Again, excessive scratching or continuous pressure on the skin can cause it. Dermatographism usually clears up on its own in a short time frame without treatment.

5. Temperature-Induced Hives

Sometimes temperature changes can cause hives in people who are sensitive to such changes. Cold-induced hives might happen because of cold water or air exposure, while body heat from physical activity could cause exercise-induced hives. Exposure to sunlight or tanning beds might also result in solar hives in some people.

6. Infection-Induced Hives

Some hives can be caused by viral and bacterial infections. Some common bacterial infections causing hives are urinary tract infections and strep throat. Viruses that cause infectious mononucleosis, hepatitis, and colds usually cause hives.


Treatment Options

You’re probably scared after reading all the types of Hives we’ve talked about. Well, there’s no need, I’ll tell you how you can deal with Hives in this part of the article.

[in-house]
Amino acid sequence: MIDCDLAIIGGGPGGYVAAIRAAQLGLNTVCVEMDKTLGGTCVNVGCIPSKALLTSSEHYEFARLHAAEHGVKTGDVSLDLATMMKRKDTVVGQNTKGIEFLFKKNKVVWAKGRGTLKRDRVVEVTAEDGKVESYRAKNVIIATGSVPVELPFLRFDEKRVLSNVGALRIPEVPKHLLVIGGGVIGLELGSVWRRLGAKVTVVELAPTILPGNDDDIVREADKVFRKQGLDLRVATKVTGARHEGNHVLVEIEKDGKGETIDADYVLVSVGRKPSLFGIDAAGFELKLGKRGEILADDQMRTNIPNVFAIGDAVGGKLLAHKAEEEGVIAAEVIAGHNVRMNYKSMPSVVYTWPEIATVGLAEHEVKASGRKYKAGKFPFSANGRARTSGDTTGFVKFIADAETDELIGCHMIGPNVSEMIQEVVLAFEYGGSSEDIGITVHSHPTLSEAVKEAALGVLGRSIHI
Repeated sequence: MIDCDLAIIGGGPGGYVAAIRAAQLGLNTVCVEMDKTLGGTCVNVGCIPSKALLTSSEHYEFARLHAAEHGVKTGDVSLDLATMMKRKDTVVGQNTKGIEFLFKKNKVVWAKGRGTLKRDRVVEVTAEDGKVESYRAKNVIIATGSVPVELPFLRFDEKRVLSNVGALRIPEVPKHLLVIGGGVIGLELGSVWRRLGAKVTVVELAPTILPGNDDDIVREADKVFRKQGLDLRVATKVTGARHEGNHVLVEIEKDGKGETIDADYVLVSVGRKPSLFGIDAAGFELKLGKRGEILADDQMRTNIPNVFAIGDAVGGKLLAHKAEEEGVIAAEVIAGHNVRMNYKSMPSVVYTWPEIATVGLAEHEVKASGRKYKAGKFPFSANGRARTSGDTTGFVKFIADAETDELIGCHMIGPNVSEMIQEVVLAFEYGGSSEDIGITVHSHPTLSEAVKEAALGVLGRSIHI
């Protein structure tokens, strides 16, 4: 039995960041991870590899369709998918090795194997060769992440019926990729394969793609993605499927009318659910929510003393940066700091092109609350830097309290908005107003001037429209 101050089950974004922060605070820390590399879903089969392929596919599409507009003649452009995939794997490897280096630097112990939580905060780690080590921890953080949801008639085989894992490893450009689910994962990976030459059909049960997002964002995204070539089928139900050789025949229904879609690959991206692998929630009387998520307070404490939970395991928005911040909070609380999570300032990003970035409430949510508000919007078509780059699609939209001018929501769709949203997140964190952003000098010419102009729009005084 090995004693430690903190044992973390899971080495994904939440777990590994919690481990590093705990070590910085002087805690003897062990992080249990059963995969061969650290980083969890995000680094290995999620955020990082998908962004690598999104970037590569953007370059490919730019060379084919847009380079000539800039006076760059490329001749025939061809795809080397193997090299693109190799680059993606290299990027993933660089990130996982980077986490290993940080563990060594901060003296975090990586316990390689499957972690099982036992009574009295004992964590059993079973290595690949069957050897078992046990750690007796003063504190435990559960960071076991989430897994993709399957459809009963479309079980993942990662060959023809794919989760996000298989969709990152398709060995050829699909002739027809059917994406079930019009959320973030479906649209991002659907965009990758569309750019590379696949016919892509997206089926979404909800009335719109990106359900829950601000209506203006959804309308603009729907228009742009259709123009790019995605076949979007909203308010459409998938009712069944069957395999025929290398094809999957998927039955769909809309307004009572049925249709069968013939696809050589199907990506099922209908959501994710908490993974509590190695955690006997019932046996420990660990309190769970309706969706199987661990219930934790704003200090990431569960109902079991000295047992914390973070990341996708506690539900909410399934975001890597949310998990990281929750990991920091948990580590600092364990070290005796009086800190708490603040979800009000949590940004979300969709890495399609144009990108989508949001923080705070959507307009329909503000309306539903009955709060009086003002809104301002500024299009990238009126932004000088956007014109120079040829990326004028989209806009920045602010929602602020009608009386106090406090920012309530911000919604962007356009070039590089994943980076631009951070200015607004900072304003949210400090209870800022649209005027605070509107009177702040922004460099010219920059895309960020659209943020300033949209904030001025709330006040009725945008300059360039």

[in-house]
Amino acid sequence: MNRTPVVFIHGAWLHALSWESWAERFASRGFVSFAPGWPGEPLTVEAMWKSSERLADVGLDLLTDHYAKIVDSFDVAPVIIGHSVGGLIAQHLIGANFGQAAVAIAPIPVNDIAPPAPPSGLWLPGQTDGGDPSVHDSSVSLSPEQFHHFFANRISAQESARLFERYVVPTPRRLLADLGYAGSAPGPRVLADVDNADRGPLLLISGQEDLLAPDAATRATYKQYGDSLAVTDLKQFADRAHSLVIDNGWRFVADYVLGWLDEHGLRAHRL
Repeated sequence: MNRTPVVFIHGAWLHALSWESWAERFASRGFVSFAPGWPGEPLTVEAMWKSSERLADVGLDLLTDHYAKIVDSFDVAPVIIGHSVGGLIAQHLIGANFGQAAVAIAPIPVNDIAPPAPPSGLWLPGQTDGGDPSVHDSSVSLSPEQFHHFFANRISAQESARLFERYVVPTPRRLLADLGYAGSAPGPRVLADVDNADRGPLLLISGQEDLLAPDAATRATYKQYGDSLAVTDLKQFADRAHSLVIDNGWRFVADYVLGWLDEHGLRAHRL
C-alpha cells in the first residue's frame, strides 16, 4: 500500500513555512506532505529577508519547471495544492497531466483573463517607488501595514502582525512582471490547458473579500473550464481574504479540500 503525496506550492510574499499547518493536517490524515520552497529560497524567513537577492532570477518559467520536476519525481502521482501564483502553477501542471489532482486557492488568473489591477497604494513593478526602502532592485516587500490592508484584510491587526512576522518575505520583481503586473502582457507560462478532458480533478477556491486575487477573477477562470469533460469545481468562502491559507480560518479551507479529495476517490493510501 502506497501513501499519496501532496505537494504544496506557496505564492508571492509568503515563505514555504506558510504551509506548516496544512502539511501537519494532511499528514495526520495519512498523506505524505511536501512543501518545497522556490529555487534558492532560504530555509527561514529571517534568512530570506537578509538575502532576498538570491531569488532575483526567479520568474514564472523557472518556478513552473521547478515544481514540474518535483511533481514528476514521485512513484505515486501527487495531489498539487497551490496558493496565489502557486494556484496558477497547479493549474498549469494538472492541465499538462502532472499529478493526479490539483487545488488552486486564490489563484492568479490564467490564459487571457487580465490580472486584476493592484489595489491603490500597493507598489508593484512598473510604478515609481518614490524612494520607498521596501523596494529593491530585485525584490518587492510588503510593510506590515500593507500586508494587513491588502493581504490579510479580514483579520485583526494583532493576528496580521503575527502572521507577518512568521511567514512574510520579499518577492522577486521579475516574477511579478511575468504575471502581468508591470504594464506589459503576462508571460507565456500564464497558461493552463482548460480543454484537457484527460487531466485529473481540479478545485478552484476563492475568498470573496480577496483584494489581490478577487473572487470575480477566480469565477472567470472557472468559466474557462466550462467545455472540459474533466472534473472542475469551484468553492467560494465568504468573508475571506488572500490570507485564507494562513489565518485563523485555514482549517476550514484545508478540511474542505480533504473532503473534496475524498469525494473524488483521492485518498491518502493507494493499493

The first thing you should do to get treatment is to find out if you actually have hives. In a lot of cases, your doctor will be able to figure out if you have hives from a physical exam. During the physical exam, the doctor will be on the lookout for signs of the welts that are associated with hives on your skin. Also, your doctor might perform blood tests or skin tests to determine the cause of your hives especially if they were because of an allergic reaction.

Again, you might not need prescription treatment if you’re experiencing a mild case of hives not related to allergies or other health conditions. In such circumstances, your doctor might suggest that you seek relief temporarily by:

  • taking antihistamines, such as diphenhydramine or cetirizine